Because the leaves are a bit thinner, it helps the plant transpire the water out, leading to frequent watering.

Fun Fact, I think that if your plant stays in high humidity, it can compensate for watering more often.

You can give that a try.

5. Soil and Fertilizer

Hoya surigaoensis loves rich, heavy, and rough mix. You can grow it in growers mix, but a bark mixed soil will work best. It is a little bit on the heavier side containing perlite, and is also well-draining. I will recommend adding some potting soil and horticulture charcoal to the mix as well.

I looked at a pretty good Youtube video on a potting mix. You can check that out here.

As far as the fertilizer is concerned, Hoyas like to feed on fertilizers. You can use liquid fertilizers once a month during growing seasons.

I would recommend the one higher in phosphorus almost 2-months before the blooming season to help flowers grow better. But it will fail to bloom if you use too much fertilizer; the same goes for water and pot size.

6. Propagation

This one could be very easy to propagate by stem cutting.

The stems contain adventitious roots. That’s why they can readily form new roots, follow simple steps of stem cutting propagation, and you can have more of these fancy plants.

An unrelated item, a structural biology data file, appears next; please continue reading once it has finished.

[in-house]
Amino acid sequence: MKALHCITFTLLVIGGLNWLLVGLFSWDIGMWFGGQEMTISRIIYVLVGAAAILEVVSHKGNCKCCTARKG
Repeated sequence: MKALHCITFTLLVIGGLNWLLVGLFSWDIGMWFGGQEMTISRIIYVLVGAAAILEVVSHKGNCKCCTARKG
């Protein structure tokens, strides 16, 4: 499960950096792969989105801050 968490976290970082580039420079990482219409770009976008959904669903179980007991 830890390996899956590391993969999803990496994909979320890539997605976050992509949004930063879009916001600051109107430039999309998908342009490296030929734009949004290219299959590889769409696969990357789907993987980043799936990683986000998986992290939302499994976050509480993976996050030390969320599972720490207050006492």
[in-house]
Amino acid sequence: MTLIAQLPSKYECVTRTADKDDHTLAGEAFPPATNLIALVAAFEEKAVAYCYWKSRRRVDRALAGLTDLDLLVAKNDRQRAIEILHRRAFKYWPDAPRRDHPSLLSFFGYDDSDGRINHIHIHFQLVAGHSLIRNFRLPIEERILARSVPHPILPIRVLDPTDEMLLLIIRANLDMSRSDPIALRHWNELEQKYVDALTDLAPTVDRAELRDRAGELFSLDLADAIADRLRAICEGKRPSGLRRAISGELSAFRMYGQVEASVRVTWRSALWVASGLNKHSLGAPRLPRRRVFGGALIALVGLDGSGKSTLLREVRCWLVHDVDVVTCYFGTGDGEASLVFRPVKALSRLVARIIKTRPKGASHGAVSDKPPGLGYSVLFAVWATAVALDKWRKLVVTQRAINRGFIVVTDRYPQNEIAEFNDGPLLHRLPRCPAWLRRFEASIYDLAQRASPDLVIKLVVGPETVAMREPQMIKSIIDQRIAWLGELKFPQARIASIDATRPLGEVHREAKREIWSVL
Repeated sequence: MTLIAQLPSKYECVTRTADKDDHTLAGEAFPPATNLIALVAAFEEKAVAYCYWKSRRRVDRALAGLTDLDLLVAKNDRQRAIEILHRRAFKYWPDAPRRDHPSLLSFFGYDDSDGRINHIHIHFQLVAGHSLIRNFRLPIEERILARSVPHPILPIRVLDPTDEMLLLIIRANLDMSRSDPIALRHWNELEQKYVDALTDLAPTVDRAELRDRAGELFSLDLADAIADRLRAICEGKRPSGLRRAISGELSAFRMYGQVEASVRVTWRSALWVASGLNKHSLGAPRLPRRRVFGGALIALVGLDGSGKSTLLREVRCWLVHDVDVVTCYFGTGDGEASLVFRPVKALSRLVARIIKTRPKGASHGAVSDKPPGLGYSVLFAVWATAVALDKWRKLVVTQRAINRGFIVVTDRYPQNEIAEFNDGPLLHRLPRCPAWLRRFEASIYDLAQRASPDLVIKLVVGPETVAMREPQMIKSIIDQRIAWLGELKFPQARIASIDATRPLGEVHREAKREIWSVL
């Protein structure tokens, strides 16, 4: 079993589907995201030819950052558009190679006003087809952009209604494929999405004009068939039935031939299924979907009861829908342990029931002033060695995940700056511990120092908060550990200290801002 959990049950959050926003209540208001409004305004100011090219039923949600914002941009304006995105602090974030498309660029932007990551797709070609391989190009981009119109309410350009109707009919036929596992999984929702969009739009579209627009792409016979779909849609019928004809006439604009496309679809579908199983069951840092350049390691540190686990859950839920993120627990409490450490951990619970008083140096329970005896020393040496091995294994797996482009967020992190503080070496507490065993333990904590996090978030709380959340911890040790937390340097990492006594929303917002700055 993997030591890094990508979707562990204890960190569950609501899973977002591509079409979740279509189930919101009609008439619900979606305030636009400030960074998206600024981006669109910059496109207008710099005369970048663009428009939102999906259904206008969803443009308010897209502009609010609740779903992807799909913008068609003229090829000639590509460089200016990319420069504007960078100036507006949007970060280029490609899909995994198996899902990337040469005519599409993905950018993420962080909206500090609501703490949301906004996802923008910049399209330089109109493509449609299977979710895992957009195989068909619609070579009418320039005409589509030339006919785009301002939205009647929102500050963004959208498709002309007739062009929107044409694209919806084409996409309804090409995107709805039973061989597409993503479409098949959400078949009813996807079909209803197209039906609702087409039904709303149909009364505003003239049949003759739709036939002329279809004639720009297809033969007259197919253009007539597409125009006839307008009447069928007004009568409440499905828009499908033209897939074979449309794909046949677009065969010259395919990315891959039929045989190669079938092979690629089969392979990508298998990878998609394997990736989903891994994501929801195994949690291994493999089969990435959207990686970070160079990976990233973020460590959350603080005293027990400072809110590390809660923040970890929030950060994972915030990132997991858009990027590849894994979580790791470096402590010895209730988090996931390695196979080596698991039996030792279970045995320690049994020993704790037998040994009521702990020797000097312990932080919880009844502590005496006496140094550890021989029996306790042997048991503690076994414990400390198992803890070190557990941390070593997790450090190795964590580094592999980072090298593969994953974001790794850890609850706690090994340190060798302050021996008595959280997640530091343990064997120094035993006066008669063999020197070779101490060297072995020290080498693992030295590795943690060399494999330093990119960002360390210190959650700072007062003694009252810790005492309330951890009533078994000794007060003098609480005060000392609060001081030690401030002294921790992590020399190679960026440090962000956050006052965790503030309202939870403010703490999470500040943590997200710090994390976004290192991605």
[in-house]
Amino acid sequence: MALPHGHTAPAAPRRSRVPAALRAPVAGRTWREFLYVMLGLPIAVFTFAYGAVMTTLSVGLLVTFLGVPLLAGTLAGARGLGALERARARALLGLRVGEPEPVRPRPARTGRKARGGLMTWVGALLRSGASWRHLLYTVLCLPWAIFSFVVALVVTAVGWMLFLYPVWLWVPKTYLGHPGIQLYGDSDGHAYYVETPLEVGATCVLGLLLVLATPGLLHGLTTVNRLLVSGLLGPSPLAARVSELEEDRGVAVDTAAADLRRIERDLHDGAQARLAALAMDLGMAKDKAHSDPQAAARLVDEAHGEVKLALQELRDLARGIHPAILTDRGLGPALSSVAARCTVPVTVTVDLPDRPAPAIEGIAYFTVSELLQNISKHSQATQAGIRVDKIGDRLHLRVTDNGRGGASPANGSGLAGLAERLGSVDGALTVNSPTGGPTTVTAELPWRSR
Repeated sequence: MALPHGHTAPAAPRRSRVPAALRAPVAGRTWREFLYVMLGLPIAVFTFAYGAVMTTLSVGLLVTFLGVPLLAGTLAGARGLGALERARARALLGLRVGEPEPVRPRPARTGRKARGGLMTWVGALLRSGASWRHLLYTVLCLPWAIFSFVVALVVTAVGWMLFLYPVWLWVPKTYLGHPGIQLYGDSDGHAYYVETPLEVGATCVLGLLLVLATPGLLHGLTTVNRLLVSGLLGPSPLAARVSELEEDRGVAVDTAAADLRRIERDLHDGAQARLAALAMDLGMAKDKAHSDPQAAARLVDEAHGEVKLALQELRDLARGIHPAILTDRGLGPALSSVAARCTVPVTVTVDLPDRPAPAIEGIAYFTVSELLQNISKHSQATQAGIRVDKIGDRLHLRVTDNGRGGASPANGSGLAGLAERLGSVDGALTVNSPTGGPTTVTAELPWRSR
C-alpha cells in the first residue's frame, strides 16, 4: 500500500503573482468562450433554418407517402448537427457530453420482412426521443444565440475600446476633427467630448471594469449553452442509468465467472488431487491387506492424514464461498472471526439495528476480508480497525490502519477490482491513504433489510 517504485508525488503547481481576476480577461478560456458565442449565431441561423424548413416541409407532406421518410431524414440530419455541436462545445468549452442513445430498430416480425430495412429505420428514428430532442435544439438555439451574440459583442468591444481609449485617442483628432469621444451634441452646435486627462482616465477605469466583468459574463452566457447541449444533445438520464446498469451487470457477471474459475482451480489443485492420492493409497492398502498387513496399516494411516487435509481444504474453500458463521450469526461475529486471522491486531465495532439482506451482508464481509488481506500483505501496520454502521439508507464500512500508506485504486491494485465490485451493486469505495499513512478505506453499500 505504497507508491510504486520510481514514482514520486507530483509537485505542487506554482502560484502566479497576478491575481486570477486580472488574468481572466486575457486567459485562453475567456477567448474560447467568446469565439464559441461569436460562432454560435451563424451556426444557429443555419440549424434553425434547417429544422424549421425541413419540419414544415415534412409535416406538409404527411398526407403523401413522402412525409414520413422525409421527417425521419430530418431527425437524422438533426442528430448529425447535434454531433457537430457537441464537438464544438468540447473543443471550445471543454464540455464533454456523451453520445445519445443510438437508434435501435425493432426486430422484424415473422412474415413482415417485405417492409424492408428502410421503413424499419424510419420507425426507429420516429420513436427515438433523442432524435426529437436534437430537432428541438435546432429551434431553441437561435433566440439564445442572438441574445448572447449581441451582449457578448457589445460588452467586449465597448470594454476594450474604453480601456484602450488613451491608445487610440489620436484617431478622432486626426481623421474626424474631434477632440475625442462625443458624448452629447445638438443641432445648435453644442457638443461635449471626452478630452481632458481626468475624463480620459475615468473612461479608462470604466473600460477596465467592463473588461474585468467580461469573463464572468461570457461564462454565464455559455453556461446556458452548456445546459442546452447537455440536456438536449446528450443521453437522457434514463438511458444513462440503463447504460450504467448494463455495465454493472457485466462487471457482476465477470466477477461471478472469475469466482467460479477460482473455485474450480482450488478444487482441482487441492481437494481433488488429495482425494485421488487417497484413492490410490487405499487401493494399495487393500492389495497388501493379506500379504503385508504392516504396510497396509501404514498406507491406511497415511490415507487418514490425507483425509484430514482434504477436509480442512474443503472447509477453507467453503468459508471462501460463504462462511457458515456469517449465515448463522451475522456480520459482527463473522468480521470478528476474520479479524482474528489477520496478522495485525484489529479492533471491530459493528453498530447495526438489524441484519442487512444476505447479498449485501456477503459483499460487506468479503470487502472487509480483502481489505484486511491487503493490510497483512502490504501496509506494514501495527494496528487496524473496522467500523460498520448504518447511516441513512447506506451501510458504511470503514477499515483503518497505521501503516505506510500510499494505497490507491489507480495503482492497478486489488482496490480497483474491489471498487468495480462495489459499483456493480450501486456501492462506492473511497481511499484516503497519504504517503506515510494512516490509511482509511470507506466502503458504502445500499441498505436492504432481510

• Cut off a stem that is at least 4-inches (10 cm) long with a few leaves attached.
  • Cut it off when the plant is mature.
  • Then there are two options: One, you transfer it to a jar containing water so that roots grow out. Or, you can just put it directly into the soil.
  • Keep the soil moist until it starts growing; after that, continue watering as mentioned above.

7. Potential Dangers

  • Pests

The most common pests for this genus are mealybugs, aphids, and spider mites. Mealybugs can potentially damage this one in particular.

There are many ways to keep them away. I have a relatively simple one. You can use high-pressure water to remove all the bugs from the plant, but make sure you remove them entirely as only one of these can reproduce into more.

However, to be 100% sure, you can spray the plant with neem oil, soap spray, or 3% hydrogen peroxide mixed with distilled water afterward.

  • Root Rot

Root rot will kill the plant a lot quicker, so it’s okay to leave it slightly underwatered than overwatered. A good soil mixture reduces the chance of this occurring.

  • Poor Growth

Constantly observe your Hoya for changes, particularly changes in color or growth. If there is no new growth, you are probably keeping your plant dry for too long or devoid of nutrients.

  • Less lighting can cause Hoyas to not bloom.
  • Underwatering can cause their leaves to turn yellow.
  • A Weird Fact

Hoyas are somehow ecologically related to ants. A study shows that plants associated with this genus have leaves that provide housing for ants.

I am sure that now you will take the best care possible for your plants.


With that said, you can now make a new, natural, and beautiful environment around you and maintain it.

I hope that you keep growing these pearls and continue to develop yourself too.

Let us know in the comments what your thoughts are on this unique and rare part of nature. Also, make sure to share this fantastic info with your friends.